Tim Benz: Le’Veon Bell’s signing may have helped cause Jets firings
Le’Veon Bell is already causing problems for the New York Jets.
And he hasn’t even practiced with the team yet!
This time, it’s not Bell’s fault, really. You can’t blame “Juice” for a drug violation, a tardy appearance at a walk-through, a rap diss or a social media faux pas. The only thing Bell did wrong was sign the best deal offered to him.
Well, unless you count the better deal he should’ve signed to stay in Pittsburgh.
But we don’t need to go down that road again.
No, this time Bell reportedly is only at fault for accepting a contract offer he liked from the Jets. That offer seems to be part of a rift within the Jets power structure that led to Wednesday’s front-office firings.
In case you missed the news, the Jets fired general manager Mike Maccagnan and vice president of player personnel Brian Heimerdinger. Coach Adam Gase will take over as acting GM. The New York Daily News reported Gase would like Eagles vice president of player personnel Joe Douglas to take over the job on a full-time basis.
Daily News Jets beat writer Manish Mehta tweeted that a disagreement over Bell’s signing was a major reason there was a rift between Maccagnan and Gase.
One disagreement between Adam Gase and Mike Maccagnan/Christopher Johnson…
Gase absolutely did not want to sign Le’Veon Bell, per sources. In fact, he made it clear that he didn’t want to spend a lot of money on any running back.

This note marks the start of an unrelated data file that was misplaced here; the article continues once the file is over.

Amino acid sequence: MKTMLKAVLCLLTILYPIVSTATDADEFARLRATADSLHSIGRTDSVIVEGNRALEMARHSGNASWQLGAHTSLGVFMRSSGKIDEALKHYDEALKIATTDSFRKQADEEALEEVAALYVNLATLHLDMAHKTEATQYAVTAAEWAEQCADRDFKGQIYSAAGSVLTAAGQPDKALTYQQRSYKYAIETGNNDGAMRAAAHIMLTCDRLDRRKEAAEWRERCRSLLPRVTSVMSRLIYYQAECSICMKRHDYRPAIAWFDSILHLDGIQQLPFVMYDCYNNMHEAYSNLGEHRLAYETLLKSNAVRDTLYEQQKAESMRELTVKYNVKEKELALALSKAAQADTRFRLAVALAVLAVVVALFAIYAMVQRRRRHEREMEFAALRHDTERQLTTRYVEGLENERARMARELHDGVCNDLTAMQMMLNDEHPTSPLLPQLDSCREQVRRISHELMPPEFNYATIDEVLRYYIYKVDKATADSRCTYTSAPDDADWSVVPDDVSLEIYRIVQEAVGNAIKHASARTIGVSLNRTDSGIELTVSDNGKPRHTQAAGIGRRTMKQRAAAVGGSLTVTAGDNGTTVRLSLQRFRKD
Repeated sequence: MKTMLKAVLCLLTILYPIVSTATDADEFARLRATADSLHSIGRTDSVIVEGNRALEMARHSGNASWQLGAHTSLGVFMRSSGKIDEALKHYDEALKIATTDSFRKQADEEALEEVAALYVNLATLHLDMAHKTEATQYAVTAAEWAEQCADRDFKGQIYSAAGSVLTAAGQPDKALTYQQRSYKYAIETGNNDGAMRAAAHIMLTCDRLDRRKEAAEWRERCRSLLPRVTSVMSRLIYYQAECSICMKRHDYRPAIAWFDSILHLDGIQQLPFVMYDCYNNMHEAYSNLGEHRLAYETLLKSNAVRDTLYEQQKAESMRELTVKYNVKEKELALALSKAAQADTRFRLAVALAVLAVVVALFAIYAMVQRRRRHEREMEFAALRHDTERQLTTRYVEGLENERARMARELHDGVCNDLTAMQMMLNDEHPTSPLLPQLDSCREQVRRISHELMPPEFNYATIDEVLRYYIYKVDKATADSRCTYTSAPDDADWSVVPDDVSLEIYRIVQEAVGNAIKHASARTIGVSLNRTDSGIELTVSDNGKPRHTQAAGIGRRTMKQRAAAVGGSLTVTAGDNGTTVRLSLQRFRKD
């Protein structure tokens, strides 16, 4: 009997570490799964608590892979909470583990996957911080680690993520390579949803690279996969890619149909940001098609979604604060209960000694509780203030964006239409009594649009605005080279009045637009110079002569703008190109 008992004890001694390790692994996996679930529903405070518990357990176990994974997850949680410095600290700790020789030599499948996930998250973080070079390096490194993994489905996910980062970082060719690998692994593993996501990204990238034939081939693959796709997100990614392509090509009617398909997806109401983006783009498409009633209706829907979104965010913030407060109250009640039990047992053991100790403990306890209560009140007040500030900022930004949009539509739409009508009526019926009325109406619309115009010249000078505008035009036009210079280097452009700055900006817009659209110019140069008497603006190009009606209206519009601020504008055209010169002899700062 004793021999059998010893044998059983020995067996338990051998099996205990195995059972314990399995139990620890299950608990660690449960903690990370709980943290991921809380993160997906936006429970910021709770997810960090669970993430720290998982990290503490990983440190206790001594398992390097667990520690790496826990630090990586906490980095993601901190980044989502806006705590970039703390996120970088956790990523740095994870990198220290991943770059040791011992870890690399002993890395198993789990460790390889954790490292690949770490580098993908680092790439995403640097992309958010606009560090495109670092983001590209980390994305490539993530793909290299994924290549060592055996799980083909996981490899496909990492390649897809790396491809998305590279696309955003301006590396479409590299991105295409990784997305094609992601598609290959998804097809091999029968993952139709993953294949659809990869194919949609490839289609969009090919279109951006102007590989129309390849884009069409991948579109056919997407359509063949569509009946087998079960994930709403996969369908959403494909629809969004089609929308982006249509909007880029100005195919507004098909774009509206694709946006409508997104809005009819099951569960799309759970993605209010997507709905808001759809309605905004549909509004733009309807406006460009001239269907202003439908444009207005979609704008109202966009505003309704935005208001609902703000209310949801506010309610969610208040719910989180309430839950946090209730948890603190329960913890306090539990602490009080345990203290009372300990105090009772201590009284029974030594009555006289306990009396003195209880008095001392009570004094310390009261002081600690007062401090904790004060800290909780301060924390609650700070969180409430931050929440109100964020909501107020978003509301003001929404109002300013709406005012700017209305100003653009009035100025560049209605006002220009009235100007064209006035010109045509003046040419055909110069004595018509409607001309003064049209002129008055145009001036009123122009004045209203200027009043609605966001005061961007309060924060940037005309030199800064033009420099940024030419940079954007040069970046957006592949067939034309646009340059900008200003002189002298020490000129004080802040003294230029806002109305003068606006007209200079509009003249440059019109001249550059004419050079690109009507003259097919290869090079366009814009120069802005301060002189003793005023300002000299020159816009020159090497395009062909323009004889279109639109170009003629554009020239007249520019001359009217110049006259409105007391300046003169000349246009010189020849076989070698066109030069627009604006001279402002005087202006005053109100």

— Manish Mehta (@MMehtaNYDN) May 15, 2019
I’d say $35 million guaranteed is a lot of money, even if it isn’t as much as Bell thought he’d get at this point last year.
So it appears Gase lost the battle regarding the signing of Bell. But he must have won the power struggle over who makes decisions moving forward.
“Mike helped to execute the strategic vision of the organization during the last four seasons and especially the last few months,” Jets Chairman and CEO Christopher Johnson said in a statement to the media. “However I came to the decision to make a change after much thought and careful assessment of what would be in the best long-term interests of the New York Jets.”
Did Bell’s absence from workouts and lingering concerns about his weight factor into Johnson’s decision to remove Maccagnan? That’s to be determined.
What’s really going to be interesting to watch is how Bell and Gase relate. Bell has surely heard that within the debate of who wanted him, the guy who did is gone.
And the guy who allegedly didn’t—his coach—is still part of the organization.
Gase and Johnson can spin this however they want. But their track record is already smudged. Gase denied a rift between Maccagnan and himself as recently as last week. And in his story, Mehta claims that Johnson refuted a belief that Maccagnan would be fired after the draft.
As a result, it’ll take more than a grain of salt to believe Gase and Johnson now that Maccagnan is out. Hopefully, Maccagnan will shed some light on the details at some point.
I also hope that Bell turns this perceived slight from Gase into a poorly auto-tuned rap clap back. In fact, I expect that to happen before his first full practice.